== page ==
Understanding the Differences Between Farm-Sourced and Urban Woods
We certainly are big on the beauty and benefits of urban wood—it is kind of our thing, after all, but we’ll be the first to admit that sourcing your lumber from the city comes with challenges. That’s what we’ll be looking at today—we’re going to do our best to put our biases aside and examine the strengths and challenges posed by urban and farm-sourced woods.
Priceless, Exquisite Beauty
To start, let’s talk about some of the benefits of urban lumber. For us, it’s the beauty of a finished product that comes as an amalgamation of creation between us and mother nature. It’s the ultimate collaboration, to take a piece of gnarled, and uneven oak or old hardwood and work with the imperfections to achieve something that celebrates the wood. Of course, that’s not practical for everybody, but we’ll get to that.
In Harmony with Nature and Cities Alike
Urban wood certainly has character going for it—but what of the environmental benefits? The fact is that every tree that is slated for removal in the city, needs to come down as a matter of safety, so sourcing this wood is simply saving a tree—yes a tree, from landfill. Of course, we haven’t yet spoken of the tree which wasn’t cut down and milled from the forests, and the important roles of supporting the ecology.
Now, there’s also the matter of promoting green spaces in urban corridors. Cities are the worst emitters of greenhouse gasses, so having trees throughout the city helps keep the air cleaner and the city cooler. All very important factors considering the current climate. While we might be somewhat well versed in creating a strong case for urban wood, there’s no denying some of the challenges.
The Art of Urban Wood
One thing we have to keep in mind and overcome is that there are smaller volumes of urban wood than farm-sourced wood. Humans as a species will go and chop down farmed wood by the acre, but we wouldn’t do that near our own homes—go figure. So, we are selective in not only how we mill the wood, but in how we incorporate a design or a technique. Wood is a finite material, it should be treated with some respect. That isn’t the only challenge associated with sourcing urban lumber, however.
The grains of the wood themselves are often much rougher, the wood more knotted. From the standpoint of a carpenter, this presents numerous challenges. Most carpenters don’t bother with this kind of wood, because they’re focused on banging out quantities, and that kind of scale requires a degree of uniformity that you can only achieve with farmed wood. Therein lies its greatest strength.
The Strengths of Farmed Woods
Farmed wood is grown, graded, and selected for its grain. It is engineered to be more perfect or void of character, depending on how you look at it. Now, it does have its place in the world. Construction sites that go through lift after lift, bundle after bundle, banging walls into place to quickly and neatly create homes for people to live in. That is a noble life for a stick of farmed 2x4, to be sure.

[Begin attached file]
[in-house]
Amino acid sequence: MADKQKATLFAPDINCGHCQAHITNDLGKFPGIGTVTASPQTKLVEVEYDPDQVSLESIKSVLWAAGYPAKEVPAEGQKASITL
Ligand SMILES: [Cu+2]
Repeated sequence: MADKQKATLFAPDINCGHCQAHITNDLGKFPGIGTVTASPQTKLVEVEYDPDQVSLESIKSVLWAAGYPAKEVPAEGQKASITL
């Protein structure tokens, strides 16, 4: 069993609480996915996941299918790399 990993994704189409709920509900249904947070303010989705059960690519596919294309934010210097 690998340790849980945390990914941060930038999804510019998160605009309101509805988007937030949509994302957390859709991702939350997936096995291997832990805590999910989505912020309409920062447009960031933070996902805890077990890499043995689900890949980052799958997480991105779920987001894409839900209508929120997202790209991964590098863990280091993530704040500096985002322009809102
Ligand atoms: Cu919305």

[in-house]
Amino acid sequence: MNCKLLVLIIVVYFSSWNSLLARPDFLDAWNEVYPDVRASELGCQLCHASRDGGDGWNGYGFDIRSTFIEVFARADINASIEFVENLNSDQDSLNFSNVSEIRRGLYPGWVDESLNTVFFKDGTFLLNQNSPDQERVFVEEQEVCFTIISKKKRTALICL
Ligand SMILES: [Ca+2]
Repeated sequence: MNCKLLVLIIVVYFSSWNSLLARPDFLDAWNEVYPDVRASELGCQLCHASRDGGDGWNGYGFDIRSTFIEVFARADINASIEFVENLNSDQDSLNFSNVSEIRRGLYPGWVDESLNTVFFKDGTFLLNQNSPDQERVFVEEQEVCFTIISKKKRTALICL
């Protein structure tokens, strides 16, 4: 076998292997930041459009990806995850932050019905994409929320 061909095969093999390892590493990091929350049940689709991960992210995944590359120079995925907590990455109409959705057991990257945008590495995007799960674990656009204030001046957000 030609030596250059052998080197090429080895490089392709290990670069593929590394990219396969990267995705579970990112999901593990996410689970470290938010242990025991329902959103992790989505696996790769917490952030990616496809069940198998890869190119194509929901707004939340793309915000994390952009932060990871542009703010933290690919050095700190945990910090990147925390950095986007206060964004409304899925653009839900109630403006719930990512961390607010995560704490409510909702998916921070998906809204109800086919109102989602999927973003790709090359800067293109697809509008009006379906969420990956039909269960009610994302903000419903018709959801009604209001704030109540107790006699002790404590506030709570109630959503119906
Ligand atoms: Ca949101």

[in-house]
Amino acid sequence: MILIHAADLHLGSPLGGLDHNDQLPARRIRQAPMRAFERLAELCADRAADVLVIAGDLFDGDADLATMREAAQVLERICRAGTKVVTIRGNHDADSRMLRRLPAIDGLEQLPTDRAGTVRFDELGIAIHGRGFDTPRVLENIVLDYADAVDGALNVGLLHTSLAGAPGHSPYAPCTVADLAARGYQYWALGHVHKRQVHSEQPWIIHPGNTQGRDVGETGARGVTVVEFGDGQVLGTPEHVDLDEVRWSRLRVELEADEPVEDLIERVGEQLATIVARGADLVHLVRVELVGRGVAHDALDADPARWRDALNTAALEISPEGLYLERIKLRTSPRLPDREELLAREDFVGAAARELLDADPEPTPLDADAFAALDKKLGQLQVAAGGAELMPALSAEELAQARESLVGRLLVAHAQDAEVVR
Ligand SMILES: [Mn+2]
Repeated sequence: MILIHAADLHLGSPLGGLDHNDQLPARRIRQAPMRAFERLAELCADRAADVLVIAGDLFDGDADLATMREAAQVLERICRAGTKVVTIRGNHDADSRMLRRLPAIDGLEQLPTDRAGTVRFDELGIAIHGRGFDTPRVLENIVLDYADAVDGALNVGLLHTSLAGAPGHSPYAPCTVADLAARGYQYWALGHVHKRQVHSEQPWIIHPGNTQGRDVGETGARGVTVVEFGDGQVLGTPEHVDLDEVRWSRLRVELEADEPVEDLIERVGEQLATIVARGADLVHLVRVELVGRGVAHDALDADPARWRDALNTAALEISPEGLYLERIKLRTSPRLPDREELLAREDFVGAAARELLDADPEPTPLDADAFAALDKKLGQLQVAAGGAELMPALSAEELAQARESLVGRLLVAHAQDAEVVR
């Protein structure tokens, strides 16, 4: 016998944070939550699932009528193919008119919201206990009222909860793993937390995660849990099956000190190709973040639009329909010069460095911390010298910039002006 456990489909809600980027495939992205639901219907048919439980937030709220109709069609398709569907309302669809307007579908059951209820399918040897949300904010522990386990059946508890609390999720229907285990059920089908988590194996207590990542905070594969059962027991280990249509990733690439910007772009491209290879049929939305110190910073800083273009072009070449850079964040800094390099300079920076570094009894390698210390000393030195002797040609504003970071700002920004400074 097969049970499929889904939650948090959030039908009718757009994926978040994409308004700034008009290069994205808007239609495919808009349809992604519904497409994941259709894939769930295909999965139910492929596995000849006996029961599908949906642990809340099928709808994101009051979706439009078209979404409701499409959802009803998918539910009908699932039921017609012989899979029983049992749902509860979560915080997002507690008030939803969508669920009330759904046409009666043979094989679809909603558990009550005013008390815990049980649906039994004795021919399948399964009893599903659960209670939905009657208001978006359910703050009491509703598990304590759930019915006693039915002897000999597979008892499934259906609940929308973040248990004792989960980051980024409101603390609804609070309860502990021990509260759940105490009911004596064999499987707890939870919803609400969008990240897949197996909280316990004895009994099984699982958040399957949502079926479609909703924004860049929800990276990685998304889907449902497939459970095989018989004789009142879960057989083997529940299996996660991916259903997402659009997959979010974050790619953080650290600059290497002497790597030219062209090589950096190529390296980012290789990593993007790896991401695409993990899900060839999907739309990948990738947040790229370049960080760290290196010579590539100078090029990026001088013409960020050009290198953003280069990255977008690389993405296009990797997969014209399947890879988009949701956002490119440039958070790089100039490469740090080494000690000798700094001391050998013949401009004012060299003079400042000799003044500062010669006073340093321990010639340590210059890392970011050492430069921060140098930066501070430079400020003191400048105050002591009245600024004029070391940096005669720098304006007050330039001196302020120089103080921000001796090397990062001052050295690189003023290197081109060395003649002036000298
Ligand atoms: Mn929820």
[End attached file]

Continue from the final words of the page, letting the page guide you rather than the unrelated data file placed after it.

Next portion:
That is, in fact, why it is grown the way it is. It is engineered to be as straight and clear-grained as possible so that it can be easily milled into usable pieces that are straight and true. Big, rough old grains would mean that the yield which fit the requirements would be too small to bother with on an industrial level. The clear grains that are needed to build with for projects such as houses, sheds, are the nameless heroes that go into our walls, though the industry is fraught with challenges.
The Costs and Challenges of Current Forestry Practices
Speaking of clear, clear-cutting is often touted as a pros and cons issue, but, in terms of the local ecology, the benefits don’t really seem to add up. It’s kind of like arguing that just because life moved on or moved in after you decimated the home of other life, the practice is somehow natural or ok. It seems sponsored. Deforestation is never good for ecology.
Even current farming practices are starting to realize that the monocultures they have created after inhabiting land that was deforested, are unsustainable. They are now moving back towards something that more closely resembles a forest and a living habitat to save the soil.
Inefficiencies of the Industrialized Lumber Supply Chain
Then you have the energy factor. There is so much fossil fuel to be considered, it’s mind boggling. Trees are cut down using gas-powered saws or industrial machines, so we start with those emissions. Next, you have to factor in the amount of carbon being released by the tree and not being sequestered by said tree ever again. From there it is attached to a grapple yarder which drags it to a staging area and the lumber is loaded onto a giant, diesel-powered truck by another machine that runs on fossil fuels.
It’s then hauled to an industrial mill where the lumber is sawn and again loaded onto a flatbed truck or a railcar. If it is to be shipped overseas, which much is, it must go to a repack yard, where stacks are resized to be stuffed into the backs of shipping containers by forklifts with giant rams attached to them. The process is wasteful and much of the lumber is damaged in the process.
That is a long way, a lot of fuel, and a constant, industrial stream of precious lumber. It makes you wonder if we shouldn’t be thinking a little bit harder about where we get our wood from, and how we use it. We might have a somewhat biased outlook on the topic of urban versus farmed wood, but, that’s what happens when you’re right.
Urban lumber has roles to play in land stewardship—removing certain old trees which have lost their immunity to pathogens, selectively. With respect for the tree and the land, it’s from. When you come from a place of appreciating exquisite, natural beauty and see the repercussions of indiscriminate clearcutting—you know at which side of the table you belong.